Paris 1810. Breton doctor René Laennec fights tooth and nail against consumption, all the more desperately as his brother Michaud has just died of it. He is supported in his research work ...
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Paris 1810. Breton doctor René Laennec fights tooth and nail against consumption, all the more desperately as his brother Michaud has just died of it. He is supported in his research work by his senior partner and friend, Doctor Bayle, but this one dies before they are able to diagnose and defeat the "enemy". One day, after observing a children's toy, Laennec discovers the principle of the transmission of sound through wood and applies it to a major medical instrument of his invention, the stethoscope. On the other hand, he wins a first victory over consumption by saving Jacquemine, a childhood friend, who soon becomes his wife. Nevertheless Laennec is the laughing stock of many a fellow-colleague, especially famed Doctor Broussais. But , remaining undeterred, Laennec goes on with his research. He works hard, too hard, until he too gets struck by the "enemy". Written by
A film worth catching... much more than lung disease!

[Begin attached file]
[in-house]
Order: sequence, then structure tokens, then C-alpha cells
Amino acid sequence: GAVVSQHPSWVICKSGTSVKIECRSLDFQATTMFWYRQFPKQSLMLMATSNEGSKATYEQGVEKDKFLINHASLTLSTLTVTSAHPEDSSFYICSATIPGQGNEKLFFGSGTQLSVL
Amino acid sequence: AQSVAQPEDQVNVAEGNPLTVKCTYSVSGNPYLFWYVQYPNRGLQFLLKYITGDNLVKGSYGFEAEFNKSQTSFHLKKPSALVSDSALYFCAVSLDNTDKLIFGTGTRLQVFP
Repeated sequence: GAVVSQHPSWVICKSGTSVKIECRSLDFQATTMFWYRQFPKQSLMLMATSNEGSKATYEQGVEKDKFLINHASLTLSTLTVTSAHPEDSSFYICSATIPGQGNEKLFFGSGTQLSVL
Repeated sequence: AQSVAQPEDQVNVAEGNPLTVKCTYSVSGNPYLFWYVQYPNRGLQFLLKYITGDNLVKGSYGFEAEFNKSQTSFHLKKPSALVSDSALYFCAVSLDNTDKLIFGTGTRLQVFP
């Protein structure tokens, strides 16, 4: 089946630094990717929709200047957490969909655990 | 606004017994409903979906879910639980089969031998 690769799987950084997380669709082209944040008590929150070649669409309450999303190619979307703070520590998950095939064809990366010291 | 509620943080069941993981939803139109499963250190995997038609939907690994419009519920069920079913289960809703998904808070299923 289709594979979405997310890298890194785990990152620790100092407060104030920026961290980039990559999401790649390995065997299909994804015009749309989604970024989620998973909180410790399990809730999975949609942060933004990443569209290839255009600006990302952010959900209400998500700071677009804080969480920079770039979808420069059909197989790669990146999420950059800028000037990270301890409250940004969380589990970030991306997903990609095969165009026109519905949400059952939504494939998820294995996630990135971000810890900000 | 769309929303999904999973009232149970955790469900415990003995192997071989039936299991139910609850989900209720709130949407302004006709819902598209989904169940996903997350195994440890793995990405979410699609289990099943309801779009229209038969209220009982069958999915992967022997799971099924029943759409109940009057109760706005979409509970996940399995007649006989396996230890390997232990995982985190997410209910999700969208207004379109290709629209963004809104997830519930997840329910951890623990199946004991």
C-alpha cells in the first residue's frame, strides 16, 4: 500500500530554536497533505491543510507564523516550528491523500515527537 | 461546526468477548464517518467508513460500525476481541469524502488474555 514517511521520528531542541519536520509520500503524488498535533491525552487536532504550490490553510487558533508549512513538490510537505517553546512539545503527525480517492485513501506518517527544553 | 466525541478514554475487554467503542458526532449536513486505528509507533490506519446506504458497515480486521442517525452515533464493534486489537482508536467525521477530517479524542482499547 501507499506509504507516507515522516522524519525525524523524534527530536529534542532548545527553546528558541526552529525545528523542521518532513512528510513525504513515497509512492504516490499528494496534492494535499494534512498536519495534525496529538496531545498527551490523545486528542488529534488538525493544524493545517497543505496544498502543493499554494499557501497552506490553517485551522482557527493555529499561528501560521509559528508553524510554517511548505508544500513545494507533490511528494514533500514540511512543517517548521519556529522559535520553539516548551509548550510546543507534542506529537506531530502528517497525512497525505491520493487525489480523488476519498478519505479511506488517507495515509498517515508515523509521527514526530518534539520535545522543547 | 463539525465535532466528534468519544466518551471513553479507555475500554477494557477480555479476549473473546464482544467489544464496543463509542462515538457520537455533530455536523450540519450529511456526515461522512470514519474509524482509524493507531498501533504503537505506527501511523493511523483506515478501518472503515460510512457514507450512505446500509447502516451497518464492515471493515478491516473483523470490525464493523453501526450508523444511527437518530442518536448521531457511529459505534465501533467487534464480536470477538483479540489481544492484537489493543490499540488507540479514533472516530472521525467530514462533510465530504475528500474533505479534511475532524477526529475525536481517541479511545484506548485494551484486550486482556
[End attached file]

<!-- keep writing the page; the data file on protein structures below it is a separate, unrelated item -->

Most medical bio-pics I have seen tend to focus on the banal scientific aspects which usually don't lend themselves to engaging film or theatre. This picture focuses mostly on Dr.Laennec as an inwardly passionate but outwardly detached person. The inventor of the all-important stethoscope is followed from his early medical career to the end of his life. Since his biggest efforts were battling against a veritable plague of tuberculosis, much of the film is steeped in dusty, phlegm producing, agonising death. Don't expect a bright uplifting picture but do expect a fascinating character study of a man driven hard to find a cure to a deadly disease. I noticed that the lighting and camera work were particularly striking for a medical bio-pic and was not surprised to later find out that it was lensed by master cinematographer Claude Renoir, relative of the great Jean Renoir. Lighting in this film was very similar to his CRIME AND PUNISHMENT. One impressive scene involves a slow deliberate tracking shot into the chest area of a marble Christ figure on a large crucifix as Dr.Laennec contemplates the source of horrific lung disease.
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